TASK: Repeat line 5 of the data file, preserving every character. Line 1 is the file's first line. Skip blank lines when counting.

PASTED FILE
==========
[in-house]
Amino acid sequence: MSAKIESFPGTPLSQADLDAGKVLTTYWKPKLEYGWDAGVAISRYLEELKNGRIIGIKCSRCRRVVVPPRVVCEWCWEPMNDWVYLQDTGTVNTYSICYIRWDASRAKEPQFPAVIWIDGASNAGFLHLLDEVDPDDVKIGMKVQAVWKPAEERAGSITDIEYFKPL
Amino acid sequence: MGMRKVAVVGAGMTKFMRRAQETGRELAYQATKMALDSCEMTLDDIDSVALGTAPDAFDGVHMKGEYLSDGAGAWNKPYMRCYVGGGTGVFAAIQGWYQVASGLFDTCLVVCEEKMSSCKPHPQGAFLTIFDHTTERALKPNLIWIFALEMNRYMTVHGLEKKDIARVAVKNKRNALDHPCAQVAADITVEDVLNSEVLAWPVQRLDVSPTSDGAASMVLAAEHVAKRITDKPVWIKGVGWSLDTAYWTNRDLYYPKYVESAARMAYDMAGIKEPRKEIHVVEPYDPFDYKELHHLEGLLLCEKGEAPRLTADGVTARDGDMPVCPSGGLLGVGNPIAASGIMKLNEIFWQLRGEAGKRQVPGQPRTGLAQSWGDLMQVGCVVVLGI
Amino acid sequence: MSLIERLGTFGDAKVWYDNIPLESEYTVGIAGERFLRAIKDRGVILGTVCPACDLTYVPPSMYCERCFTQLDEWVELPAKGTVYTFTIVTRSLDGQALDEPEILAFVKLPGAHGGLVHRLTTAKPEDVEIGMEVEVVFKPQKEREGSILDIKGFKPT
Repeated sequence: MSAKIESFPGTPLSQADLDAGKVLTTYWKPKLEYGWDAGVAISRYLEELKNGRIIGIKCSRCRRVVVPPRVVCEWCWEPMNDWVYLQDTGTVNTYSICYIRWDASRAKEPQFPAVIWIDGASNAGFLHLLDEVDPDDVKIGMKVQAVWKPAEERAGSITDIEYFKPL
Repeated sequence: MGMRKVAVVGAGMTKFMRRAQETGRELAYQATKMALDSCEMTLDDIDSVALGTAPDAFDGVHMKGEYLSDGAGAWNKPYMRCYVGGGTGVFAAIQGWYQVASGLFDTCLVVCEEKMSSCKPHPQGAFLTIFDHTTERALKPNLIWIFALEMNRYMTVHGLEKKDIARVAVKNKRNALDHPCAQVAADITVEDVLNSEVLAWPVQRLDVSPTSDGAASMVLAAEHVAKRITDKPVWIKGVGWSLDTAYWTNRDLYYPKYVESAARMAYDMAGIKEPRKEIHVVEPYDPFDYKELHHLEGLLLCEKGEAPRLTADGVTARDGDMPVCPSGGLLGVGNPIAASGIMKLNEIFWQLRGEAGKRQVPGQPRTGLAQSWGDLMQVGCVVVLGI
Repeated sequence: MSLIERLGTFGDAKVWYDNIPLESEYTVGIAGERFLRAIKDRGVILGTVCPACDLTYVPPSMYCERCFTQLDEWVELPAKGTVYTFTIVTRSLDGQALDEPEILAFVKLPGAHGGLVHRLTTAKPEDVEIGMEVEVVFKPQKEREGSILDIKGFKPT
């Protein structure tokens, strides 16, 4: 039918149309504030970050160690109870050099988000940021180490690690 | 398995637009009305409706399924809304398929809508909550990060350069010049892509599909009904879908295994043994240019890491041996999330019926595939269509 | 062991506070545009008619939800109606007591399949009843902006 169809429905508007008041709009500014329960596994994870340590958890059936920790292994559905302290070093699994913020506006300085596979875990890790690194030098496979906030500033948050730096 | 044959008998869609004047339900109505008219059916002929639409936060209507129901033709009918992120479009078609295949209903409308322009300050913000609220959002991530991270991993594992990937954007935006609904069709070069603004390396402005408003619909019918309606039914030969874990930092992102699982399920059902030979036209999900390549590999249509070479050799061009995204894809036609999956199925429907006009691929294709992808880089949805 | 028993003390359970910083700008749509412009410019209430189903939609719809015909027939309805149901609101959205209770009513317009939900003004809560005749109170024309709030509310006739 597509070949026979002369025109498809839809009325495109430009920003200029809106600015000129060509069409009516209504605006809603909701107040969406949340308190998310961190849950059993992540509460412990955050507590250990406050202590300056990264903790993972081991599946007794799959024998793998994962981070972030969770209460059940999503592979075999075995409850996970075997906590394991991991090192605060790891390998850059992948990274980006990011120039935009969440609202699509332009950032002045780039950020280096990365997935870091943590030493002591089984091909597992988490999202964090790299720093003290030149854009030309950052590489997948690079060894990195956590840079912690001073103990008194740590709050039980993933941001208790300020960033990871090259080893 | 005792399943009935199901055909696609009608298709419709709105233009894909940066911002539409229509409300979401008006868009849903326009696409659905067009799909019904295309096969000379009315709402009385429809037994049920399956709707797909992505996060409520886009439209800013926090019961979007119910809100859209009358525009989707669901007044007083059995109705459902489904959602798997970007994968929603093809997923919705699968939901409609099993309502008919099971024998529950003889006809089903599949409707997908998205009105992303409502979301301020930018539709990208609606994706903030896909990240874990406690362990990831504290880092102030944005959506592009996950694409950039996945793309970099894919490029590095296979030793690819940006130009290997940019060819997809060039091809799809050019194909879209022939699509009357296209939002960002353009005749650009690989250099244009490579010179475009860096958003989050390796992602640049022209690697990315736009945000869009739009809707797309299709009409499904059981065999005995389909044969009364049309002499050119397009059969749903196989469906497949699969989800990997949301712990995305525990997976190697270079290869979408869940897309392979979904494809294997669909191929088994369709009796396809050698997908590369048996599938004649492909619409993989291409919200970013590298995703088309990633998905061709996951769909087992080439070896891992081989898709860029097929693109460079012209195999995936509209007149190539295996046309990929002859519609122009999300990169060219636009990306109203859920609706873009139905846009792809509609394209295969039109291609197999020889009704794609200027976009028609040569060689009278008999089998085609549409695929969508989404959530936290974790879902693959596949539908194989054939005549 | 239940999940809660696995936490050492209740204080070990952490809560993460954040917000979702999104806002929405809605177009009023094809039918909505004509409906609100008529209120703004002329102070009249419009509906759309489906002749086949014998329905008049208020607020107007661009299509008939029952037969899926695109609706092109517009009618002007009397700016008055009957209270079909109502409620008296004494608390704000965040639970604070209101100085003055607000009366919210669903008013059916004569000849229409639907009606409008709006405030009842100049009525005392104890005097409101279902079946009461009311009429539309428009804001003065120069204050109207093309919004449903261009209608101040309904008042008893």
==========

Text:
Repeated sequence: MSAKIESFPGTPLSQADLDAGKVLTTYWKPKLEYGWDAGVAISRYLEELKNGRIIGIKCSRCRRVVVPPRVVCEWCWEPMNDWVYLQDTGTVNTYSICYIRWDASRAKEPQFPAVIWIDGASNAGFLHLLDEVDPDDVKIGMKVQAVWKPAEERAGSITDIEYFKPL